Dig Diary – Monday, July 25, 2016
Hearths, magnetism and old friends…
One of the great pleasures of summer at the Ness is welcoming back those who have worked here in previous years.
A number of new diggers arrived this morning – although many were instantly recognisable as old lags back for some more hard labour.
One of them is Sam Harris, although Sam could hardly be described as anything but youthful.
He has been here for a couple of seasons as part of the work towards his doctorate at Bradford University. His particular speciality is archaeomagnetic dating.
The diary would like to pretend that it knows everything about archaeomagnetic dating but, if it did, the diary would be lying.
Let’s just say that it has something to do with the earth’s magnetic field changing over time and the recording of those changes to calculate dates.
This is a relatively new field of study in relation to the Neolithic and the challenge is to gather sufficient dates, preferably with cross-reference to other dating techniques, to establish a consistently accurate calibration for the Neolithic period.
That has been an elusive goal in recent years but, to everyone’s delight, Sam’s work is already beginning to show positive results.
His early dates from the Ness are indicating a good correlation with dates already established here by stratigraphy and radiocarbon dating.
In the coming weeks he will be taking more samples from many of the hearths in different structures and, as one of the aims is to build up as many dates as possible to confirm and enhance what has been established already, his results will almost certainly become more and more consistent.
In the north-east buttress of Structure Ten this morning, in the area where the carved stone ball was found a few years ago, Sarah was cleaning surfaces and Alison was planning.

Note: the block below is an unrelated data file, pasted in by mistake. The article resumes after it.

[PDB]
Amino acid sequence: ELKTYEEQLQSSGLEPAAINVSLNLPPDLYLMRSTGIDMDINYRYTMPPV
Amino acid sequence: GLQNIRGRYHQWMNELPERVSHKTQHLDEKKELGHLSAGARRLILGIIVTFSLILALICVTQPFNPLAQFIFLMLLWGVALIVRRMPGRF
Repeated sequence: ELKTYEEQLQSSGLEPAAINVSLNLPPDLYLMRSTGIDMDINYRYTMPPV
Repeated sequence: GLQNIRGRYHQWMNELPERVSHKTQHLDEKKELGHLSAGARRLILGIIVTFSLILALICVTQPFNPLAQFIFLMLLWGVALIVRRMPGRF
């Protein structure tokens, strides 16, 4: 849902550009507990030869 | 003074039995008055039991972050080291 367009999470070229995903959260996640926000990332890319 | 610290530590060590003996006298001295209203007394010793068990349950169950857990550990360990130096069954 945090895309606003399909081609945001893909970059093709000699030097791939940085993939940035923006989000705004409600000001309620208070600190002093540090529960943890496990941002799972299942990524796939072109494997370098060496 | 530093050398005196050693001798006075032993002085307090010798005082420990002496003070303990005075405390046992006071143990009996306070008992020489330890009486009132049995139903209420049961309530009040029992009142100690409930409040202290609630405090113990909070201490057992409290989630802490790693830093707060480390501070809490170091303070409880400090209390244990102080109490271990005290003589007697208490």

Their work was rewarded when Sarah discovered a beautiful flint arrowhead. It is, to be honest, neither barbed nor tanged, but it is very nice nonetheless.
Over on the other side of the main trench, deep in the sondage under the north-west wall of Structure Fourteen, Natasha has taken over from Hugo, who has had to leave to work elsewhere.
Hugo has toiled in the sondage (and on many other elements of the structure for a couple of years) and it was there that several sherds from a modified carinated bowl were found. A vessel of that sort is very old indeed, probably dating from around 3600-3300BC.
This early dating identification was tentatively confirmed last Friday, when Hugo, on his last day, discovered more pottery and a number of flints, including two demonstrably early versions of what used to be called thumbnail scrapers.
The hunt is on now for more dating material and a number of samples from the sondage have already been sent to Orkney College, in Kirkwall, for flotation treatment which will, hopefully, uncover more material for radiocarbon dating.
In Trench T, Ben and his team are doing the final planning of the “pointless pits”. These have been cleaned out and thoroughly examined, although continuing to reveal less than zero knowledge of their function.
The next step, which may begin tomorrow, is to remove the midden deposits which hide some of the elements which could (fingers crossed) reveal the vestiges of what might be a robbed-out chambered tomb.
That is the hope, although hard, cold reality may deliver a different verdict.
Until then . . .
From the Trenches
I am Karen Wallis and have just completed my first week as artist in residence on the Ness.
Having arrived deliberately uncluttered by preconceptions, the initial impact was a sense of the enormous scale of the dig and its overwhelming complexity.
My first five days have been pure exploration, collecting drawings, colour notes and sounds, with subjects chosen randomly, from anything that caught my eye or ear.
As the week progressed, I began getting to know people and how they work, and have now drawn two portraits. However, I need to find some direction and address the big question: What am I doing here? My long-term aim is to investigate the potential role for an artist in archaeological research – and whether what I do can be useful.
Looking back over the week’s activity and conversations, it seems that perhaps my function is to carry out another form of archaeology – uncovering a layer of overlooked activity, which runs alongside the excavation. This is the thought I will carry into the next week.
To see my daily blog of drawings and thoughts, visit https://www.a-n.co.uk/blogs/ness-of-brodgar-artists-residency.